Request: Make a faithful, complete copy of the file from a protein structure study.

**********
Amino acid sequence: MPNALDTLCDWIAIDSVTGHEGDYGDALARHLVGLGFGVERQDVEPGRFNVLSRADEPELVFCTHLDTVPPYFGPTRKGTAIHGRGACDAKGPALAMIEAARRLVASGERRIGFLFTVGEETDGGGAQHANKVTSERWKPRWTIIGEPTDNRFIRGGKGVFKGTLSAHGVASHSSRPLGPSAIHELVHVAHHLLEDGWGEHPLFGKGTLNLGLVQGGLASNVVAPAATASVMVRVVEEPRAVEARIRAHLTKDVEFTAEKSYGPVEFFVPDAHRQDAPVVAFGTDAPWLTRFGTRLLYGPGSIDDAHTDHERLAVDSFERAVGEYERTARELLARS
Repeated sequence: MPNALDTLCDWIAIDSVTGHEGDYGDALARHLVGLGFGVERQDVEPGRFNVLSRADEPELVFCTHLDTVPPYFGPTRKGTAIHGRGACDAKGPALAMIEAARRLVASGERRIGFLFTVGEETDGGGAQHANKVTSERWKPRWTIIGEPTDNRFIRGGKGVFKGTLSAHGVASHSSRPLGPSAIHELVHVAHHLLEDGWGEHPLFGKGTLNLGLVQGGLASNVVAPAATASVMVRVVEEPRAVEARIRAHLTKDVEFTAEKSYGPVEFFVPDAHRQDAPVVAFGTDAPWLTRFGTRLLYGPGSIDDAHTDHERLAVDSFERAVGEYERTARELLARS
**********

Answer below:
Amino acid sequence: MPNALDTLCDWIAIDSVTGHEGDYGDALARHLVGLGFGVERQDVEPGRFNVLSRADEPELVFCTHLDTVPPYFGPTRKGTAIHGRGACDAKGPALAMIEAARRLVASGERRIGFLFTVGEETDGGGAQHANKVTSERWKPRWTIIGEPTDNRFIRGGKGVFKGTLSAHGVASHSSRPLGPSAIHELVHVAHHLLEDGWGEHPLFGKGTLNLGLVQGGLASNVVAPAATASVMVRVVEEPRAVEARIRAHLTKDVEFTAEKSYGPVEFFVPDAHRQDAPVVAFGTDAPWLTRFGTRLLYGPGSIDDAHTDHERLAVDSFERAVGEYERTARELLARS
Repeated sequence: MPNALDTLCDWIAIDSVTGHEGDYGDALARHLVGLGFGVERQDVEPGRFNVLSRADEPELVFCTHLDTVPPYFGPTRKGTAIHGRGACDAKGPALAMIEAARRLVASGERRIGFLFTVGEETDGGGAQHANKVTSERWKPRWTIIGEPTDNRFIRGGKGVFKGTLSAHGVASHSSRPLGPSAIHELVHVAHHLLEDGWGEHPLFGKGTLNLGLVQGGLASNVVAPAATASVMVRVVEEPRAVEARIRAHLTKDVEFTAEKSYGPVEFFVPDAHRQDAPVVAFGTDAPWLTRFGTRLLYGPGSIDDAHTDHERLAVDSFERAVGEYERTARELLARS